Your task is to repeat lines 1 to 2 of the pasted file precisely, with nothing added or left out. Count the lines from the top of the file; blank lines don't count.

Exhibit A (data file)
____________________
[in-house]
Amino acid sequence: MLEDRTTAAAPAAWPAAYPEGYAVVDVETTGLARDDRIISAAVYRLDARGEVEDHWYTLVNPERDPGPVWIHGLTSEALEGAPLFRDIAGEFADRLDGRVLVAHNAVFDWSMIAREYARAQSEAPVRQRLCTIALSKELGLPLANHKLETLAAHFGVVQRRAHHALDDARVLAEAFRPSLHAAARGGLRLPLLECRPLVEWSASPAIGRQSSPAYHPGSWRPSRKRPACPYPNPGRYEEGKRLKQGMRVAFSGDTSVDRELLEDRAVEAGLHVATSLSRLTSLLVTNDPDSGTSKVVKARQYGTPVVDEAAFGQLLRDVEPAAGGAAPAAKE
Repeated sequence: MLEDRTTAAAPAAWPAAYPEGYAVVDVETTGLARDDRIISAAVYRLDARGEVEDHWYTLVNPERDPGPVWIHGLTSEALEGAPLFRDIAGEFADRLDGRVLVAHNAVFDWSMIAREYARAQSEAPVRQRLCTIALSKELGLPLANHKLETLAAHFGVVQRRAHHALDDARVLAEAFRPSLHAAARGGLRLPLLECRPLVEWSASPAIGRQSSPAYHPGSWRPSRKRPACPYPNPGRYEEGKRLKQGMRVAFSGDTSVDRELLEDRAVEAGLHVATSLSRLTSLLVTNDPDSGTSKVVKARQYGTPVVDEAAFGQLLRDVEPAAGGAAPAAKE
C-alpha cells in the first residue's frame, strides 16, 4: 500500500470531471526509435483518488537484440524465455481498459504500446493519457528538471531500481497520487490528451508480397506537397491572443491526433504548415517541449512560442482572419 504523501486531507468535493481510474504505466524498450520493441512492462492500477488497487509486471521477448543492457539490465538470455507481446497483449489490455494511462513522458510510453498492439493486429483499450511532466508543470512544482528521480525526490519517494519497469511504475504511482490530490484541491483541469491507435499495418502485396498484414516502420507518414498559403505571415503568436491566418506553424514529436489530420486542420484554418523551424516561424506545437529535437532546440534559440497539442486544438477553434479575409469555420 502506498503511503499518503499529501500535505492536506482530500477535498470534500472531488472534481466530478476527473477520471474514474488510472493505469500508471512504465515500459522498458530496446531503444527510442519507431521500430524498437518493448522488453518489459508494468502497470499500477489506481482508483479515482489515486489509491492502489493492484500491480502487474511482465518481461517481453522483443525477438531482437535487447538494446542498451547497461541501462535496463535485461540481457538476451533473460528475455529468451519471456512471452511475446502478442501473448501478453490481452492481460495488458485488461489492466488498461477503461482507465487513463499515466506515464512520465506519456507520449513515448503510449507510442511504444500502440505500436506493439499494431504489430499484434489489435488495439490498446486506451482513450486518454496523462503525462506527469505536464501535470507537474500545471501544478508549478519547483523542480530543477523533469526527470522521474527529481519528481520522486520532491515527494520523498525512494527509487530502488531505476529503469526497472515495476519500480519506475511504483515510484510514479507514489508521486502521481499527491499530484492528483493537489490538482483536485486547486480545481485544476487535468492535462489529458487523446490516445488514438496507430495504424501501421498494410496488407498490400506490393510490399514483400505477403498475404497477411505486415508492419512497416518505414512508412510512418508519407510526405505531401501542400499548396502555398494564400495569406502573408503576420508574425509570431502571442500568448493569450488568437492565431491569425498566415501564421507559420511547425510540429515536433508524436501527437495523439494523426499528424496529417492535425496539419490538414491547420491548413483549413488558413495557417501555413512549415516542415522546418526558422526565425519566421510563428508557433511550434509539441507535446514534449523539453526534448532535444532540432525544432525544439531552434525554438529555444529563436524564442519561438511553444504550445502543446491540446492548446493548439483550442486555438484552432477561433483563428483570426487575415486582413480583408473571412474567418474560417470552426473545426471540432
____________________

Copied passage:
[in-house]
Amino acid sequence: MLEDRTTAAAPAAWPAAYPEGYAVVDVETTGLARDDRIISAAVYRLDARGEVEDHWYTLVNPERDPGPVWIHGLTSEALEGAPLFRDIAGEFADRLDGRVLVAHNAVFDWSMIAREYARAQSEAPVRQRLCTIALSKELGLPLANHKLETLAAHFGVVQRRAHHALDDARVLAEAFRPSLHAAARGGLRLPLLECRPLVEWSASPAIGRQSSPAYHPGSWRPSRKRPACPYPNPGRYEEGKRLKQGMRVAFSGDTSVDRELLEDRAVEAGLHVATSLSRLTSLLVTNDPDSGTSKVVKARQYGTPVVDEAAFGQLLRDVEPAAGGAAPAAKE